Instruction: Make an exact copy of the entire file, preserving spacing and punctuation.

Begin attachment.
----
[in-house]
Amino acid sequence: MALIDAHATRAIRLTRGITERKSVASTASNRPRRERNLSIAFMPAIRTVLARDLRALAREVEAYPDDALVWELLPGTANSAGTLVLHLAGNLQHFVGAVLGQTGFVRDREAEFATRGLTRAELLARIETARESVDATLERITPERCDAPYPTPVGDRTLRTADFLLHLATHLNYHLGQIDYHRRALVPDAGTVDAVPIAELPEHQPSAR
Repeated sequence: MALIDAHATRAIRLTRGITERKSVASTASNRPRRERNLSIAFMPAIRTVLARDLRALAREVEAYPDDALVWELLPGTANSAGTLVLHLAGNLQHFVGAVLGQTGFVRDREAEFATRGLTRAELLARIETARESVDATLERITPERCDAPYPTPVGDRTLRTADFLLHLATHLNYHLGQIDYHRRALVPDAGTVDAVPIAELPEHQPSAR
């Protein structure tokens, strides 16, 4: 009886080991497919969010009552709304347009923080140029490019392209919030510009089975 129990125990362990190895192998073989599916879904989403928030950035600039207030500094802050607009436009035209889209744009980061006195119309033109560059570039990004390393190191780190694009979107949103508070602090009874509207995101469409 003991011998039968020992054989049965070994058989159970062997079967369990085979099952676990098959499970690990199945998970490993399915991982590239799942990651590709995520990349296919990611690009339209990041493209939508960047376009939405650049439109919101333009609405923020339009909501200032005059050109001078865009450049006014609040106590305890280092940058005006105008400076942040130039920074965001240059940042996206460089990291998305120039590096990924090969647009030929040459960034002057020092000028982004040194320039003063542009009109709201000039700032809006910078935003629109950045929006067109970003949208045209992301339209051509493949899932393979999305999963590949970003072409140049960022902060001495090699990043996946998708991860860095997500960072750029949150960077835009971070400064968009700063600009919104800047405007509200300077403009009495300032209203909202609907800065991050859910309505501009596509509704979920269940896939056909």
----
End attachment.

[in-house]
Amino acid sequence: MALIDAHATRAIRLTRGITERKSVASTASNRPRRERNLSIAFMPAIRTVLARDLRALAREVEAYPDDALVWELLPGTANSAGTLVLHLAGNLQHFVGAVLGQTGFVRDREAEFATRGLTRAELLARIETARESVDATLERITPERCDAPYPTPVGDRTLRTADFLLHLATHLNYHLGQIDYHRRALVPDAGTVDAVPIAELPEHQPSAR
Repeated sequence: MALIDAHATRAIRLTRGITERKSVASTASNRPRRERNLSIAFMPAIRTVLARDLRALAREVEAYPDDALVWELLPGTANSAGTLVLHLAGNLQHFVGAVLGQTGFVRDREAEFATRGLTRAELLARIETARESVDATLERITPERCDAPYPTPVGDRTLRTADFLLHLATHLNYHLGQIDYHRRALVPDAGTVDAVPIAELPEHQPSAR
């Protein structure tokens, strides 16, 4: 009886080991497919969010009552709304347009923080140029490019392209919030510009089975 129990125990362990190895192998073989599916879904989403928030950035600039207030500094802050607009436009035209889209744009980061006195119309033109560059570039990004390393190191780190694009979107949103508070602090009874509207995101469409 003991011998039968020992054989049965070994058989159970062997079967369990085979099952676990098959499970690990199945998970490993399915991982590239799942990651590709995520990349296919990611690009339209990041493209939508960047376009939405650049439109919101333009609405923020339009909501200032005059050109001078865009450049006014609040106590305890280092940058005006105008400076942040130039920074965001240059940042996206460089990291998305120039590096990924090969647009030929040459960034002057020092000028982004040194320039003063542009009109709201000039700032809006910078935003629109950045929006067109970003949208045209992301339209051509493949899932393979999305999963590949970003072409140049960022902060001495090699990043996946998708991860860095997500960072750029949150960077835009971070400064968009700063600009919104800047405007509200300077403009009495300032209203909202609907800065991050859910309505501009596509509704979920269940896939056909």